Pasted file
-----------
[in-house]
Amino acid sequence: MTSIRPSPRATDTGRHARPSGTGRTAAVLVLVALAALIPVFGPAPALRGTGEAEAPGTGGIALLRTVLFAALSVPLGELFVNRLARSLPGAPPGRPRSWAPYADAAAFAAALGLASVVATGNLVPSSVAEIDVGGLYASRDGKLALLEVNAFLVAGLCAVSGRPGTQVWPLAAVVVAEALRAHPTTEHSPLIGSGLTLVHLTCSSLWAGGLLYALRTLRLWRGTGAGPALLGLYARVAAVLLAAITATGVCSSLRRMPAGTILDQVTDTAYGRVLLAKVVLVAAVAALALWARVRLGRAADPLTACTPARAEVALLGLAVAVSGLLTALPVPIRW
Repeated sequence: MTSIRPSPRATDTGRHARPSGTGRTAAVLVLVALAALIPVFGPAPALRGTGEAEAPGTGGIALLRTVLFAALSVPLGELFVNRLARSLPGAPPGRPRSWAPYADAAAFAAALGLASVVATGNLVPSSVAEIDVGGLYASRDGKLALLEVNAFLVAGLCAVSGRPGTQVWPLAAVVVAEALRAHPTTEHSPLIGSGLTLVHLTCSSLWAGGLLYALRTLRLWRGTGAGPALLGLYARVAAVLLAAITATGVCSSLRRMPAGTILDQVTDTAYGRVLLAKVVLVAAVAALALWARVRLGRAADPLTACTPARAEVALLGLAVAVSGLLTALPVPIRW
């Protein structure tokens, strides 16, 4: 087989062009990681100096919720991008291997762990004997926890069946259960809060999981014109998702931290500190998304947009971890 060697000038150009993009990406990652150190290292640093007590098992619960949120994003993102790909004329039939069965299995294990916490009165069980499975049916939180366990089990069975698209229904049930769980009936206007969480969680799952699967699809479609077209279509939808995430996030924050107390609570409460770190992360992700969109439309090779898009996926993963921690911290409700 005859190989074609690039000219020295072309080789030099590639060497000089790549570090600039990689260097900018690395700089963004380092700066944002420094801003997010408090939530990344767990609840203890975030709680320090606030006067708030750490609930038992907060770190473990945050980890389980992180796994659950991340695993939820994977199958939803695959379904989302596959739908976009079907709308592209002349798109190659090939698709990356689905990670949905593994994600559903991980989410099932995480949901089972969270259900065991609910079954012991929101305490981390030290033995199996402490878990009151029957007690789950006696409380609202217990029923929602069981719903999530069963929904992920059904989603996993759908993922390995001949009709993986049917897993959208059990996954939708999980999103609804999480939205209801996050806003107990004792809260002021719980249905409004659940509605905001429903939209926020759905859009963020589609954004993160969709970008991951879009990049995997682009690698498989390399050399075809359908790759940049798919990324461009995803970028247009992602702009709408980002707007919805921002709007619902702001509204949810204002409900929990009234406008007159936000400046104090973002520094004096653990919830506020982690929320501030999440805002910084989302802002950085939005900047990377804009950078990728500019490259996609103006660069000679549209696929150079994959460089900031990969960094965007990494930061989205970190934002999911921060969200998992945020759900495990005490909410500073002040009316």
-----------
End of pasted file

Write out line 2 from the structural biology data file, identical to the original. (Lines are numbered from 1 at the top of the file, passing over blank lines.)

Amino acid sequence: MTSIRPSPRATDTGRHARPSGTGRTAAVLVLVALAALIPVFGPAPALRGTGEAEAPGTGGIALLRTVLFAALSVPLGELFVNRLARSLPGAPPGRPRSWAPYADAAAFAAALGLASVVATGNLVPSSVAEIDVGGLYASRDGKLALLEVNAFLVAGLCAVSGRPGTQVWPLAAVVVAEALRAHPTTEHSPLIGSGLTLVHLTCSSLWAGGLLYALRTLRLWRGTGAGPALLGLYARVAAVLLAAITATGVCSSLRRMPAGTILDQVTDTAYGRVLLAKVVLVAAVAALALWARVRLGRAADPLTACTPARAEVALLGLAVAVSGLLTALPVPIRW